Credit: NASA/JPL-Caltech/CXC/SAO 

+NASA Jet Propulsion Laboratory +NASA Goddard 

#NASA   #Astronomy  #Star #Supernova #Remnant #Chandra #Cassiopei #NuSTAR #Xray #Universe #Cosmos
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Brian Grefenstette

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Check it out this morning!
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Chandra Flashback of the Day – Abell 1758: Cluster Collisions Switch on Radio Halos 
http://chandra.harvard.edu/photo/2010/a1758/
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Stellar Shrapnel Seen in Aftermath of Explosion
http://chandra.si.edu/photo/2010/n49/

This composite image of data from Chandra (blue) and Hubble (yellow and purple) depicts the scene of a supernova explosion's aftermath. The X-ray data reveal a bullet-like structure to the lower right that appears to have been blown out of the remnant. The detection of the bullet, which is traveling at some 5 million miles per hour, is evidence that the explosion that created the remnant was not symmetrical.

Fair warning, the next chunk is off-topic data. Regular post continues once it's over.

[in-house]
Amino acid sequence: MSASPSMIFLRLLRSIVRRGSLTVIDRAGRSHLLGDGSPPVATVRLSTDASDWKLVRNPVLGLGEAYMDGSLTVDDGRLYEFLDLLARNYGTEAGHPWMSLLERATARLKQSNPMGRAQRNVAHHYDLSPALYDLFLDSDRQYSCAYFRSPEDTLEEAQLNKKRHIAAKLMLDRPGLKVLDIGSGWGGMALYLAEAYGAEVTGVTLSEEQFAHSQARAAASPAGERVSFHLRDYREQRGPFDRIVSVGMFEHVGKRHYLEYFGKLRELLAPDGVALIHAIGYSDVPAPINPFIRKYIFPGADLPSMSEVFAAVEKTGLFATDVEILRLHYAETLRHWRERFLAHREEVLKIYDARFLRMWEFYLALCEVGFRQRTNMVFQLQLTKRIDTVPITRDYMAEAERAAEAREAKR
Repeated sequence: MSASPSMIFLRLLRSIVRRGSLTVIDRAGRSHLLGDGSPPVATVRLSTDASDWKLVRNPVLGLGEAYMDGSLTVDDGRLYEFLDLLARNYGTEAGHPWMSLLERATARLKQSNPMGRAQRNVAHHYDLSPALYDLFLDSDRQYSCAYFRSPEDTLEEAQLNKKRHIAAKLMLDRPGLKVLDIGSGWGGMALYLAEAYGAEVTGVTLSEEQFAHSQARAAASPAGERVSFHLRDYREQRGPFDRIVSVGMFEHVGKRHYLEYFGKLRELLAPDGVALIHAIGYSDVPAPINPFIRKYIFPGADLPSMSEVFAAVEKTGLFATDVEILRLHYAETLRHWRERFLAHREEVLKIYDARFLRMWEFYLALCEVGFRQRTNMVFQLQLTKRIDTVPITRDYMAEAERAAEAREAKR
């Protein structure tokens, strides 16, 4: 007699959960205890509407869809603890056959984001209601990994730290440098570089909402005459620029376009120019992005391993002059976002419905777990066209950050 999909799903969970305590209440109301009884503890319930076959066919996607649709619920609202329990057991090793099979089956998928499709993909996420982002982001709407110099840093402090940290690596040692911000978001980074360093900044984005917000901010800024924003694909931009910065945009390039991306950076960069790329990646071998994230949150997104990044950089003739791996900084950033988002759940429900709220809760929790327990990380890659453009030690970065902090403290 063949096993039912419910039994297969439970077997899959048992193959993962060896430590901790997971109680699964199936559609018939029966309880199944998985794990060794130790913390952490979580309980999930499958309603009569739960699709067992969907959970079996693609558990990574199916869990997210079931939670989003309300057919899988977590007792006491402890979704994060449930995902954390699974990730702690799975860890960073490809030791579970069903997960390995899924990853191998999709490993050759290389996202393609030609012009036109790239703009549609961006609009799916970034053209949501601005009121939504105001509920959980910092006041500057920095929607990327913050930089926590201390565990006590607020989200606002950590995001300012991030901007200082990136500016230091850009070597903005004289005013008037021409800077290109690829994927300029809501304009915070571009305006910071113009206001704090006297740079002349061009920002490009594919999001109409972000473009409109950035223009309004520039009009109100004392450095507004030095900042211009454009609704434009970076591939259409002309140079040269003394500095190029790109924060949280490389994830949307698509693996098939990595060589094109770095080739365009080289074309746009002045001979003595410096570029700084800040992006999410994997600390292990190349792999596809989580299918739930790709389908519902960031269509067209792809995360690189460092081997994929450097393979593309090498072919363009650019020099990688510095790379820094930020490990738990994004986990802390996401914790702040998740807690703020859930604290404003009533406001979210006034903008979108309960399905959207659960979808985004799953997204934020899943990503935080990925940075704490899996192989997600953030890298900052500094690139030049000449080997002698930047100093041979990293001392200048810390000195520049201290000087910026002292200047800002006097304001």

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Have him in circles
12,910 people
Education
  • Stanford University
    Physics, 2000 - 2004
  • University of California, Santa Cruz
    Physics, 2004 - 2008
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Scientist
Employment
  • California Institute of Technology
    Staff Scientist, 2012 - present
    I'm a principle mission scientist on a NASA Small Explorer mission, the Nuclear Spectroscopic Telescope ARray (NuSTAR), the world's first focusing hard X-ray telescope. I "do science" (I mostly study supernova remnants like Cassiopeia A) now that NuSTAR is up in space, but I also help to develop and maintain the software down here on the ground that turns the bits and bytes coming down from NuSTAR into pictures and spectra.
  • California Institute of Technology
    Postdoc, 2008 - 2012
  • University of California, Santa Cruz
    Research Assistant, 2004 - 2008